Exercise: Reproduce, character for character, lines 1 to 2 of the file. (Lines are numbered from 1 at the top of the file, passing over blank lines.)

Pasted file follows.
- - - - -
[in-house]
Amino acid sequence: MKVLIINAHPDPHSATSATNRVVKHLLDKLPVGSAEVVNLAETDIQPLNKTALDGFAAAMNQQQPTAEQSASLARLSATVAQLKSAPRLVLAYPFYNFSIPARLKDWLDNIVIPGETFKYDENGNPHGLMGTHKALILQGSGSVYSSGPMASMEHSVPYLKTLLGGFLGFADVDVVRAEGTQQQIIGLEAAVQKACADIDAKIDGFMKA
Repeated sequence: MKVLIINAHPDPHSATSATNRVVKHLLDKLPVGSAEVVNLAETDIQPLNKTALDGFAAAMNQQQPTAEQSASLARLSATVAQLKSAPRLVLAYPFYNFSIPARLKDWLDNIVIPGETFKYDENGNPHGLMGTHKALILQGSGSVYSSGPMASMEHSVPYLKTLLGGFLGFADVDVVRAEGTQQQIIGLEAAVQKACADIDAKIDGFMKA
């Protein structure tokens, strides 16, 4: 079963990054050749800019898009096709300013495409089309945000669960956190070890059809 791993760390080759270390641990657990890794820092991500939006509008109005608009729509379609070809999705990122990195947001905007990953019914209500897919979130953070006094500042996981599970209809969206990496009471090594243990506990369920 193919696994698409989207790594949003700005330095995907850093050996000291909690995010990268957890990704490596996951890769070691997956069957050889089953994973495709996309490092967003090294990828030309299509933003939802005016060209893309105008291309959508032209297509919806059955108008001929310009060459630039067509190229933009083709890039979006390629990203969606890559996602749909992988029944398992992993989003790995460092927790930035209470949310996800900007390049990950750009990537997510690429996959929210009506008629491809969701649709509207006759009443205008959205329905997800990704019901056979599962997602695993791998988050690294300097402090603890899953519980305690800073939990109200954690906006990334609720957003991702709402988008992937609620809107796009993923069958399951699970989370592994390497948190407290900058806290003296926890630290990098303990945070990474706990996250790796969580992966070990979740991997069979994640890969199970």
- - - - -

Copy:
[in-house]
Amino acid sequence: MKVLIINAHPDPHSATSATNRVVKHLLDKLPVGSAEVVNLAETDIQPLNKTALDGFAAAMNQQQPTAEQSASLARLSATVAQLKSAPRLVLAYPFYNFSIPARLKDWLDNIVIPGETFKYDENGNPHGLMGTHKALILQGSGSVYSSGPMASMEHSVPYLKTLLGGFLGFADVDVVRAEGTQQQIIGLEAAVQKACADIDAKIDGFMKA